“It means that we think Mr. Sytnyk, the NABU director, officially talked about criminal investigation with Mr. [Paul] Manafort, and at the same time, Mr. Sytnyk stressed that in such a way, he wanted to assist the campaign of Ms. Clinton,” Lutsenko continued.

Solomon asked Lutsenko about reports that a member of Ukraine’s parliament obtained a tape of the current head of the NABU saying that he was attempting to help Clinton win the 2016 presidential election, as well as connections that helped release the black-ledger files that exposed Trump campaign chairman Paul Manafort‘s wrongdoing in Ukraine.

“This member of parliament even attached the audio tape where several men, one of which had a voice similar to the voice of Mr. Sytnyk, discussed the matter.” –The Hill

What The Hill doesn’t mention is that Sytnyk released Manafort’s Black Book with Ukrainian lawmaker Serhiy Leshchenko – discussed in great length by former Breitbart investigator Lee Stranahan, who has been closely monitoring this case.

Serhiy Leshchenko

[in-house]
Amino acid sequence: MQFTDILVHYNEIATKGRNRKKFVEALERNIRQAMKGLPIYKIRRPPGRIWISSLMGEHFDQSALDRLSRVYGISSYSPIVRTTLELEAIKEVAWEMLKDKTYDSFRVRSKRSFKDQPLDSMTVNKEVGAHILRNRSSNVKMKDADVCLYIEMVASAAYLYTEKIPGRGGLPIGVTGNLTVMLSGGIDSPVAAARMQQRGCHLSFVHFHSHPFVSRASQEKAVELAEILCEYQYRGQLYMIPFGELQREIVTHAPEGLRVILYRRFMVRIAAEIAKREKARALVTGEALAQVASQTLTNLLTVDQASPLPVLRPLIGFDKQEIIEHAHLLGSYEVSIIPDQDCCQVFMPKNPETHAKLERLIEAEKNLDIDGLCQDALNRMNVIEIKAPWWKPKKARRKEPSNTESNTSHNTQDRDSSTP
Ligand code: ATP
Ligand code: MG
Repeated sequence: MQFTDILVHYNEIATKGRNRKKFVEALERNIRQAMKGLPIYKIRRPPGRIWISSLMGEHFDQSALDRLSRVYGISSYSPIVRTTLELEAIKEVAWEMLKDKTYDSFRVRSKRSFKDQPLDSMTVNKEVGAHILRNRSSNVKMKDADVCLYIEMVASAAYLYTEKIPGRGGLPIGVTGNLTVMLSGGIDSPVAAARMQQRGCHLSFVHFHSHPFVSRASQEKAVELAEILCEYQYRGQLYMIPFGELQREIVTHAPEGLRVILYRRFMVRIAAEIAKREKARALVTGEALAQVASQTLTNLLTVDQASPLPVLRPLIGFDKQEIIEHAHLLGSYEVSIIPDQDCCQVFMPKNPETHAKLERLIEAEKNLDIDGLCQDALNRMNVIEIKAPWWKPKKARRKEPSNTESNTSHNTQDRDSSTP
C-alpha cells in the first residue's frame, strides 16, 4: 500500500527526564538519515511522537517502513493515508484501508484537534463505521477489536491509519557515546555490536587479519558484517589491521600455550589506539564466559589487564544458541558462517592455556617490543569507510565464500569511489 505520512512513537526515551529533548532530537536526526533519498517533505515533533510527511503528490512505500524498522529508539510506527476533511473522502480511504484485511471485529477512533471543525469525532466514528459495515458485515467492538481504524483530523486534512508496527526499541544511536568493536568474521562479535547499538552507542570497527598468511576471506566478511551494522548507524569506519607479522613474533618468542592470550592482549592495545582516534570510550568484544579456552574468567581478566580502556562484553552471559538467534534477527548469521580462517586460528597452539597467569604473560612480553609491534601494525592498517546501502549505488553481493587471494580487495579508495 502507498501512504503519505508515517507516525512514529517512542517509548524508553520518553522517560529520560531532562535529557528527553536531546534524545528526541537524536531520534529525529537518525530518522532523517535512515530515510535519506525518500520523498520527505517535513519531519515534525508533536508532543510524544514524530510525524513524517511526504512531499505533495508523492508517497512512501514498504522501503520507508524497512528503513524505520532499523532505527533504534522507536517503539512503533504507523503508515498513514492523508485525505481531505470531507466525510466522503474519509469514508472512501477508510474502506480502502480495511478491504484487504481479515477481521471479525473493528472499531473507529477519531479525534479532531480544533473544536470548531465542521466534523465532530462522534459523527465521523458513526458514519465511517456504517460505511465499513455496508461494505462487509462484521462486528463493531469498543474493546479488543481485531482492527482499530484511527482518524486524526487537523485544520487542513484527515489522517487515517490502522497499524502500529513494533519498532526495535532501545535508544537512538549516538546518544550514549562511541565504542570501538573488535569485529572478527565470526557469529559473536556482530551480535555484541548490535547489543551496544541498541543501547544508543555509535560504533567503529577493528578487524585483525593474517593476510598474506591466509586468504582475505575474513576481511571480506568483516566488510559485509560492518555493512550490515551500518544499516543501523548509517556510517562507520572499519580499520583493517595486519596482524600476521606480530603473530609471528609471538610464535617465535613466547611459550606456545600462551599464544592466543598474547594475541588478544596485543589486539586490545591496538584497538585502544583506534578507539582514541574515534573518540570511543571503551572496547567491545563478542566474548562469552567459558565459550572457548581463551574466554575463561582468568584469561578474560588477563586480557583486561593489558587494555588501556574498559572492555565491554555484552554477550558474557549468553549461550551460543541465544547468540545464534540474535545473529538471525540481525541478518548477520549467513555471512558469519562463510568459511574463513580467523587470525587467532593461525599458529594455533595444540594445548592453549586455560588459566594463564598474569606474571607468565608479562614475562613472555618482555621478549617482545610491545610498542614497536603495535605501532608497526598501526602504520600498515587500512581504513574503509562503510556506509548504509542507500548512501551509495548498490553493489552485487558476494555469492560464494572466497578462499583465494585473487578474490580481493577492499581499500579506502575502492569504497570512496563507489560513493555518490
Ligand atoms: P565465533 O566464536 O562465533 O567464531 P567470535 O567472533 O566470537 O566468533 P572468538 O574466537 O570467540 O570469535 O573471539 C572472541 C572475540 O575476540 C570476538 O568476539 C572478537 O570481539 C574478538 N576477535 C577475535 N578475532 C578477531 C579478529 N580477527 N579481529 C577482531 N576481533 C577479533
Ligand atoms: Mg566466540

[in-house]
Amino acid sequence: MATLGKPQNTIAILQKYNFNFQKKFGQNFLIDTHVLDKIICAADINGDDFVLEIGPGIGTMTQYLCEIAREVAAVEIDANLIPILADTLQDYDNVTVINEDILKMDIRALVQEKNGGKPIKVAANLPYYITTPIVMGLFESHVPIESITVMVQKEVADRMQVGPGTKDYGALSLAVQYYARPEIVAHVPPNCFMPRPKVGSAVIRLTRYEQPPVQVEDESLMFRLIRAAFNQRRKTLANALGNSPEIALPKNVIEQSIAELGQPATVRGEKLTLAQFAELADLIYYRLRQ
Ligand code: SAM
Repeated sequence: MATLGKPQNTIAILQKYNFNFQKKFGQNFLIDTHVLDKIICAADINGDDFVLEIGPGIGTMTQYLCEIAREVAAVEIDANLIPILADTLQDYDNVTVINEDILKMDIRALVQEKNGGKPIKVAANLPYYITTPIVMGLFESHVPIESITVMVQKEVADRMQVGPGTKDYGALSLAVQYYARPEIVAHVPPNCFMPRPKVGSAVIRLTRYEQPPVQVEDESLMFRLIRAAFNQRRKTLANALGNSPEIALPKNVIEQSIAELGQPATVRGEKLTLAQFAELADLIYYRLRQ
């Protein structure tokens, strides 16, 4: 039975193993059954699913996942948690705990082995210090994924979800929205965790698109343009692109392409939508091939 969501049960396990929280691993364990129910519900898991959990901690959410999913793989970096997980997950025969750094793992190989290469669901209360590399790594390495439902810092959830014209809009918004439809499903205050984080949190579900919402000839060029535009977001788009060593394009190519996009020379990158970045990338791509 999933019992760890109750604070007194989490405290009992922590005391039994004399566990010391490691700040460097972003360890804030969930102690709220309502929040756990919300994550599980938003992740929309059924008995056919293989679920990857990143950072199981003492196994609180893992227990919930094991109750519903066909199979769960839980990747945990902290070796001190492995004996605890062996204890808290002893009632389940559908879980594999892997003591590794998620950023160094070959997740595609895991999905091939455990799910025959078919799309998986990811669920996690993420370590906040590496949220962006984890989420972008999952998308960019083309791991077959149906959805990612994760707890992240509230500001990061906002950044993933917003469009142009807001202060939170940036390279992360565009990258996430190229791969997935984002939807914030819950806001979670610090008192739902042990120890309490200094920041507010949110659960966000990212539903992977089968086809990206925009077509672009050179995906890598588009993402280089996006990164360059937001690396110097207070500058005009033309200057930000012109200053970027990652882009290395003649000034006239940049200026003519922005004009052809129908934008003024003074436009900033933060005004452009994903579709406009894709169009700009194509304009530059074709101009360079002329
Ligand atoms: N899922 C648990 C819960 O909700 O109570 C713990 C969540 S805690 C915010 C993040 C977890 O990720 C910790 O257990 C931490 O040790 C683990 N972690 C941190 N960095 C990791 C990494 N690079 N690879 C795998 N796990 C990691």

T]he main spokesman for these accusations was Serhiy Leshchenko, a Ukrainian politician and journalist who works closely with both top Hillary Clinton donors George Soros and Victor Pinchuk, as well as to the US Embassy in Kyiv.

James Comey should be asked about this source that Leshchenko would not identify. Was the source someone connected to US government, either the State Department or the Department of Justice?

The New York Times should also explain why they didn’t mention that Leshchenko had direct connections to two of Hillary Clinton biggest financial backers. Victor Pinchuk, the largest donor to the Clinton Foundation at a staggering $8.6 million also happened to have paid for Leshchenko’s expenses to go to international conferences. George Soros, whose also founded the International Renaissance Foundationthat worked closely with Hillary Clinton’s State Department in Ukraine, also contributed at least $8 million to Hillary affiliated super PACs in the 2016 campaign cycle. –Lee Stranahan via Medium